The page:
Disclaimer! I haven’t got my facts, this is just how I “Feel” about the issue, it may not be coherent!!
When asked if it was wrong for these people to be sent off to life-time imprisonment in concentration camps with poor conditions, my heart would of course tell you it is wrong. Because it is a terrible thing, and I wouldn’t want it to happen to me let along wishing it on someone else. But I cannot say that the PM’s decision is wrong either, my reasons are simple, the country is overcapacity, and the money the government would potentially have to spend on settling these people would do more good if it were spent on bettering their home countries. All that being said, I see the fundamental issue in a very different way.
The involvement of wealthy western countries is a major contributing factor to these sufferings. For whatever reason, humanitarian or not, the premature exposure to western living standards has created vertical aspirations for the citizens of developing countries. It’s purely an act of imperialism to urge developing countries to catch-up to the footsteps of the developed countries. That the “way of life” must adhere to western standard is ridiculous and arrogant. Without the stark comparison of lifestyles the people of developing countries would have followed a more natural and steady path to growth and prosperity, instead of mistaking temporary aid for permanent income. It renders the people unproductive, and governments unresponsive and unaccountable. Through their arrogance, the western societies impose on themselves the unnecessary duties to “look after” their “less fortunate” neighbors. If change is inevitable then these battles msut be fought by those with direct relevance. These people need to fight for their own freedom, it is not our job to do it for them.
I find some of the points from this video address what I’m trying to say:
Dambisa Moyo on why aid to Africa has been a disaster
Australia’s involvement in these warfare are more like a demonstration of power and loyalty to its military allies. While I cannot comment on the necessity of such turn of event, it has definitely bestowed a certain level of guilt on the government for displacing large populations of people from their homes due to its direct involvement in local warfare. Should the government feel a sense of accountability then it would have been driven to take in these queue jumping refugees even when the country is over capacity. If is deemed as an act of selfishness to turn these people away, then these people are not less guilty then us, for having left their suffering people behind, in search of a life that is more likely not going to live up to their expectations. I can only imagine the sense of displacement for these people even if they do make it onshore. The gravity of culture clash and the likelihood of forever remaining as second class citizens looms, and their children will most likely be lost to their cultural heritage and suffer a lifetime of “fitting in” issues.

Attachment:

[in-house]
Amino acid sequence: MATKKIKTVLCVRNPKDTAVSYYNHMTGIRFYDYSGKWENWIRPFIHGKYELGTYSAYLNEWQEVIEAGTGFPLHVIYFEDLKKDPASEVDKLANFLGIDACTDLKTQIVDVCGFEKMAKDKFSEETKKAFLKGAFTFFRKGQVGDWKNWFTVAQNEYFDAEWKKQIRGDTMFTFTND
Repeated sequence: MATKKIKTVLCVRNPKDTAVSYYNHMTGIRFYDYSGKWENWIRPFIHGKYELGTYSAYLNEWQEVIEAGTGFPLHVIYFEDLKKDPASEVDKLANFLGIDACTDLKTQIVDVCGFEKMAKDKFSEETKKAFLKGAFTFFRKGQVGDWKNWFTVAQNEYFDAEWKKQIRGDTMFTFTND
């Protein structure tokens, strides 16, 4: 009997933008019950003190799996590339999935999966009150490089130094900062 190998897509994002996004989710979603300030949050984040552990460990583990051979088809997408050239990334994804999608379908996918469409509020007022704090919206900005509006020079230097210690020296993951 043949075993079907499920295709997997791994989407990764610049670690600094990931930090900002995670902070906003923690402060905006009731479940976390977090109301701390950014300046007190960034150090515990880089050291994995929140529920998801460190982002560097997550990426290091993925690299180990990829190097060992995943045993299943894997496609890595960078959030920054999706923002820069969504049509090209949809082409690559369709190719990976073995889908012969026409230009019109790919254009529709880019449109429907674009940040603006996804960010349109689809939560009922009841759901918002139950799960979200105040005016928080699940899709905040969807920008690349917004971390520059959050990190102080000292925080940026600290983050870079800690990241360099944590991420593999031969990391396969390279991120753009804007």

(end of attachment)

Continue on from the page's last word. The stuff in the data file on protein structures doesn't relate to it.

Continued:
Perhaps those who took their emotional response to the street, failed to see that it isn’t just land we are sharing, it is our welfare system, which is no stranger to exploitation; and it is our job opportunities that we will have to share, perhaps with people that will not be able to contribute equally either due to their level of education, or simply a lack of effort. It isn’t fair for the people of Australia to pay for a better life for these people. It would be to regress our complex government structure to the same level of developing countries to ignore the level of uncontrollable change this could bring. Change isn’t bad, but it needs to be planned.
Essentially I don’t believe in a system that prolongs and delays people’s reaction to oppression. The longer we provide what seems like endless aid the less likely these people will fight for change. Escaping their home country in search of a better life is the easy way out compared to those still fighting for their beliefs.